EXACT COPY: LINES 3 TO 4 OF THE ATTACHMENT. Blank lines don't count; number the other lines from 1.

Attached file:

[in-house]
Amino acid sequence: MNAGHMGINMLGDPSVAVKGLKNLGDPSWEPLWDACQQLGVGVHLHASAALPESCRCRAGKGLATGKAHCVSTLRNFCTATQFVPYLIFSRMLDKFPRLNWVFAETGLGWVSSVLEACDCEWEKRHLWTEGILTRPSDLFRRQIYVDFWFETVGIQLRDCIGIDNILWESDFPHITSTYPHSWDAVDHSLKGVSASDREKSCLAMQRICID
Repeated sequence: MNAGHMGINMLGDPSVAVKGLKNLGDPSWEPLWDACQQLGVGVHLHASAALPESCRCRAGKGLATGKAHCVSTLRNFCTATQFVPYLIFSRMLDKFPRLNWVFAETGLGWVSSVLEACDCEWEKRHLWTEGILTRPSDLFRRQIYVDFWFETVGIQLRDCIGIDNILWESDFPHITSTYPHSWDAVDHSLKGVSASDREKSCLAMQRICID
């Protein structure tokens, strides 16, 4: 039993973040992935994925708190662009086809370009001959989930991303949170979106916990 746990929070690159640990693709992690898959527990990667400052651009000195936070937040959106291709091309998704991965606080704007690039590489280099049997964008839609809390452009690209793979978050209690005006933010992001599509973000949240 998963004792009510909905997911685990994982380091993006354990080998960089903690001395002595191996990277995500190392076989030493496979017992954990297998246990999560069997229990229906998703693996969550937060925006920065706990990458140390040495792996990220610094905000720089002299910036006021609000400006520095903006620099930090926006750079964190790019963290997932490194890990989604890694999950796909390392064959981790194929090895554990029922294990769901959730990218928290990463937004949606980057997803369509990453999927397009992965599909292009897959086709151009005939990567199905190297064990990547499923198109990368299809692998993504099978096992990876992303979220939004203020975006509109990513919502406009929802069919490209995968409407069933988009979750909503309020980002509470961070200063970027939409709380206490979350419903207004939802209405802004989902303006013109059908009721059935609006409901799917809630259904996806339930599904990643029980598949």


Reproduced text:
Repeated sequence: MNAGHMGINMLGDPSVAVKGLKNLGDPSWEPLWDACQQLGVGVHLHASAALPESCRCRAGKGLATGKAHCVSTLRNFCTATQFVPYLIFSRMLDKFPRLNWVFAETGLGWVSSVLEACDCEWEKRHLWTEGILTRPSDLFRRQIYVDFWFETVGIQLRDCIGIDNILWESDFPHITSTYPHSWDAVDHSLKGVSASDREKSCLAMQRICID
């Protein structure tokens, strides 16, 4: 039993973040992935994925708190662009086809370009001959989930991303949170979106916990 746990929070690159640990693709992690898959527990990667400052651009000195936070937040959106291709091309998704991965606080704007690039590489280099049997964008839609809390452009690209793979978050209690005006933010992001599509973000949240 998963004792009510909905997911685990994982380091993006354990080998960089903690001395002595191996990277995500190392076989030493496979017992954990297998246990999560069997229990229906998703693996969550937060925006920065706990990458140390040495792996990220610094905000720089002299910036006021609000400006520095903006620099930090926006750079964190790019963290997932490194890990989604890694999950796909390392064959981790194929090895554990029922294990769901959730990218928290990463937004949606980057997803369509990453999927397009992965599909292009897959086709151009005939990567199905190297064990990547499923198109990368299809692998993504099978096992990876992303979220939004203020975006509109990513919502406009929802069919490209995968409407069933988009979750909503309020980002509470961070200063970027939409709380206490979350419903207004939802209405802004989902303006013109059908009721059935609006409901799917809630259904996806339930599904990643029980598949």